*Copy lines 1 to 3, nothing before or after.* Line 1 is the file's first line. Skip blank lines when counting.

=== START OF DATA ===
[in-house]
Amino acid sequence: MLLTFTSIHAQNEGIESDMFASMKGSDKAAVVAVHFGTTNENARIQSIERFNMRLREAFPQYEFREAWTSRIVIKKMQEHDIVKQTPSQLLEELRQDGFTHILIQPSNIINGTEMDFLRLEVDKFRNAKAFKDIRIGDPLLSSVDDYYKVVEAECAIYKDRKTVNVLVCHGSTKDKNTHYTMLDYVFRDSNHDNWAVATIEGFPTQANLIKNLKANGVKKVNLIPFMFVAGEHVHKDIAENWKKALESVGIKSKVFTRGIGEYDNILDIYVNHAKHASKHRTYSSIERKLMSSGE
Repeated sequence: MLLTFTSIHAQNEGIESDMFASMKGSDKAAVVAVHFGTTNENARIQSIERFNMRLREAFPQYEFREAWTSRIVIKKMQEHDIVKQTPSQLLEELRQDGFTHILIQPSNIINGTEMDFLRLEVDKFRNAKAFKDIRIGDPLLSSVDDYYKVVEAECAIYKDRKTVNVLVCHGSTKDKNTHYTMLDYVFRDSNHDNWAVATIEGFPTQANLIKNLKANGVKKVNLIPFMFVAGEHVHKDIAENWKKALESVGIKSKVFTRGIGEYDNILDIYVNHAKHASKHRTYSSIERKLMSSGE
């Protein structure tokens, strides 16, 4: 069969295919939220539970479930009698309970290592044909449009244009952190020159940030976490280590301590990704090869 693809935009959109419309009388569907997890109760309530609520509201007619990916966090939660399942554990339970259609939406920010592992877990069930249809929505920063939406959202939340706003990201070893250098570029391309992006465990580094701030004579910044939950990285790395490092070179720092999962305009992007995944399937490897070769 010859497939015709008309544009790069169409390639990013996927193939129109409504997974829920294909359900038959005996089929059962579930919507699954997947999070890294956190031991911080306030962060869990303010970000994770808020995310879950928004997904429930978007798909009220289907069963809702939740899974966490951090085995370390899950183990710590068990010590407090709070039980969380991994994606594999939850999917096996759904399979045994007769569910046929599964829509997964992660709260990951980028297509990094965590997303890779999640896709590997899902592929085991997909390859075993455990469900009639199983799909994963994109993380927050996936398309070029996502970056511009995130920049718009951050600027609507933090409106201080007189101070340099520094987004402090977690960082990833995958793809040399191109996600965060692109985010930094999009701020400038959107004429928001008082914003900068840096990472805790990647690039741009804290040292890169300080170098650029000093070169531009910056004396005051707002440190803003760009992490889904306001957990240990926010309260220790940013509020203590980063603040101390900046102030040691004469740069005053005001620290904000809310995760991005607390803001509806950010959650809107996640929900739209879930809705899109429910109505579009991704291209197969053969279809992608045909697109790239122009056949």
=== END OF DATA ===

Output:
[in-house]
Amino acid sequence: MLLTFTSIHAQNEGIESDMFASMKGSDKAAVVAVHFGTTNENARIQSIERFNMRLREAFPQYEFREAWTSRIVIKKMQEHDIVKQTPSQLLEELRQDGFTHILIQPSNIINGTEMDFLRLEVDKFRNAKAFKDIRIGDPLLSSVDDYYKVVEAECAIYKDRKTVNVLVCHGSTKDKNTHYTMLDYVFRDSNHDNWAVATIEGFPTQANLIKNLKANGVKKVNLIPFMFVAGEHVHKDIAENWKKALESVGIKSKVFTRGIGEYDNILDIYVNHAKHASKHRTYSSIERKLMSSGE
Repeated sequence: MLLTFTSIHAQNEGIESDMFASMKGSDKAAVVAVHFGTTNENARIQSIERFNMRLREAFPQYEFREAWTSRIVIKKMQEHDIVKQTPSQLLEELRQDGFTHILIQPSNIINGTEMDFLRLEVDKFRNAKAFKDIRIGDPLLSSVDDYYKVVEAECAIYKDRKTVNVLVCHGSTKDKNTHYTMLDYVFRDSNHDNWAVATIEGFPTQANLIKNLKANGVKKVNLIPFMFVAGEHVHKDIAENWKKALESVGIKSKVFTRGIGEYDNILDIYVNHAKHASKHRTYSSIERKLMSSGE